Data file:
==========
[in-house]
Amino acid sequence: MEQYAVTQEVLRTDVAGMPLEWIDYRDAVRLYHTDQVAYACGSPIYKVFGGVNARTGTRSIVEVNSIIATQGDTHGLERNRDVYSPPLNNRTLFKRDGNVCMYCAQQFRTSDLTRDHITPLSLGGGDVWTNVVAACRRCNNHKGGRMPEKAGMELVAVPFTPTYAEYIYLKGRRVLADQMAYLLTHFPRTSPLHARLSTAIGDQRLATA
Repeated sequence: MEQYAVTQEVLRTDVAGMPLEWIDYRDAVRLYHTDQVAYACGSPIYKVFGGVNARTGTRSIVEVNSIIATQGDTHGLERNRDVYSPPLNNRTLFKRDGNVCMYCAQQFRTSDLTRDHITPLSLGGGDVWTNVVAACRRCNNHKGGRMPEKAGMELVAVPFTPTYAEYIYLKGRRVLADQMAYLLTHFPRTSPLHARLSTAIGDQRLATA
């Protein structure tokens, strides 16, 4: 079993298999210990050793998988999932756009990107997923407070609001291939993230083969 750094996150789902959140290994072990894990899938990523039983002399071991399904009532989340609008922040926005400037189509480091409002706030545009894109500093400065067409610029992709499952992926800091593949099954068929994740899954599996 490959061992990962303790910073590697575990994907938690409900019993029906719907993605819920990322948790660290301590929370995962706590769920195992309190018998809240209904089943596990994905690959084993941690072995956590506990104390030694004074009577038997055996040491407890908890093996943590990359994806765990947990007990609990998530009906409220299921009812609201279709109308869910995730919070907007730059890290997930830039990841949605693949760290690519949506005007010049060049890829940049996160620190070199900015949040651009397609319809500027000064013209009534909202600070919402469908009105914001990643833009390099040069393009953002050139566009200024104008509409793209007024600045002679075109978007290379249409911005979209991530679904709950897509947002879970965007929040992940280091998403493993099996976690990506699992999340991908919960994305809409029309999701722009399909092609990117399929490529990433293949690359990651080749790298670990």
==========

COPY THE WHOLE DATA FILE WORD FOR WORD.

[in-house]
Amino acid sequence: MEQYAVTQEVLRTDVAGMPLEWIDYRDAVRLYHTDQVAYACGSPIYKVFGGVNARTGTRSIVEVNSIIATQGDTHGLERNRDVYSPPLNNRTLFKRDGNVCMYCAQQFRTSDLTRDHITPLSLGGGDVWTNVVAACRRCNNHKGGRMPEKAGMELVAVPFTPTYAEYIYLKGRRVLADQMAYLLTHFPRTSPLHARLSTAIGDQRLATA
Repeated sequence: MEQYAVTQEVLRTDVAGMPLEWIDYRDAVRLYHTDQVAYACGSPIYKVFGGVNARTGTRSIVEVNSIIATQGDTHGLERNRDVYSPPLNNRTLFKRDGNVCMYCAQQFRTSDLTRDHITPLSLGGGDVWTNVVAACRRCNNHKGGRMPEKAGMELVAVPFTPTYAEYIYLKGRRVLADQMAYLLTHFPRTSPLHARLSTAIGDQRLATA
């Protein structure tokens, strides 16, 4: 079993298999210990050793998988999932756009990107997923407070609001291939993230083969 750094996150789902959140290994072990894990899938990523039983002399071991399904009532989340609008922040926005400037189509480091409002706030545009894109500093400065067409610029992709499952992926800091593949099954068929994740899954599996 490959061992990962303790910073590697575990994907938690409900019993029906719907993605819920990322948790660290301590929370995962706590769920195992309190018998809240209904089943596990994905690959084993941690072995956590506990104390030694004074009577038997055996040491407890908890093996943590990359994806765990947990007990609990998530009906409220299921009812609201279709109308869910995730919070907007730059890290997930830039990841949605693949760290690519949506005007010049060049890829940049996160620190070199900015949040651009397609319809500027000064013209009534909202600070919402469908009105914001990643833009390099040069393009953002050139566009200024104008509409793209007024600045002679075109978007290379249409911005979209991530679904709950897509947002879970965007929040992940280091998403493993099996976690990506699992999340991908919960994305809409029309999701722009399909092609990117399929490529990433293949690359990651080749790298670990």